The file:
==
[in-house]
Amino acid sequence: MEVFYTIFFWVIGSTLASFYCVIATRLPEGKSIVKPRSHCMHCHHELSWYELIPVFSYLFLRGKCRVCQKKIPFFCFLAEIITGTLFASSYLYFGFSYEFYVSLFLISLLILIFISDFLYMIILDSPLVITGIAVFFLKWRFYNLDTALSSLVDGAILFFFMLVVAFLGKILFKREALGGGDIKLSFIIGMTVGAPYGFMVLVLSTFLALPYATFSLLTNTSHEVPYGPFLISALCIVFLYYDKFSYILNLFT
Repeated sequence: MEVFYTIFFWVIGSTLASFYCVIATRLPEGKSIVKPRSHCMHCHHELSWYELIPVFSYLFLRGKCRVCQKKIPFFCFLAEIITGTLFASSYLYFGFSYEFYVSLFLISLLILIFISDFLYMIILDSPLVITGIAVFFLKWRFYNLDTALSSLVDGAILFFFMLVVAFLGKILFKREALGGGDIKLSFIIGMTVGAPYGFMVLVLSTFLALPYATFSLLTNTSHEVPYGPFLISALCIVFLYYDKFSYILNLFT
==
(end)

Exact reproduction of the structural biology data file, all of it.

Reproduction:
[in-house]
Amino acid sequence: MEVFYTIFFWVIGSTLASFYCVIATRLPEGKSIVKPRSHCMHCHHELSWYELIPVFSYLFLRGKCRVCQKKIPFFCFLAEIITGTLFASSYLYFGFSYEFYVSLFLISLLILIFISDFLYMIILDSPLVITGIAVFFLKWRFYNLDTALSSLVDGAILFFFMLVVAFLGKILFKREALGGGDIKLSFIIGMTVGAPYGFMVLVLSTFLALPYATFSLLTNTSHEVPYGPFLISALCIVFLYYDKFSYILNLFT
Repeated sequence: MEVFYTIFFWVIGSTLASFYCVIATRLPEGKSIVKPRSHCMHCHHELSWYELIPVFSYLFLRGKCRVCQKKIPFFCFLAEIITGTLFASSYLYFGFSYEFYVSLFLISLLILIFISDFLYMIILDSPLVITGIAVFFLKWRFYNLDTALSSLVDGAILFFFMLVVAFLGKILFKREALGGGDIKLSFIIGMTVGAPYGFMVLVLSTFLALPYATFSLLTNTSHEVPYGPFLISALCIVFLYYDKFSYILNLFT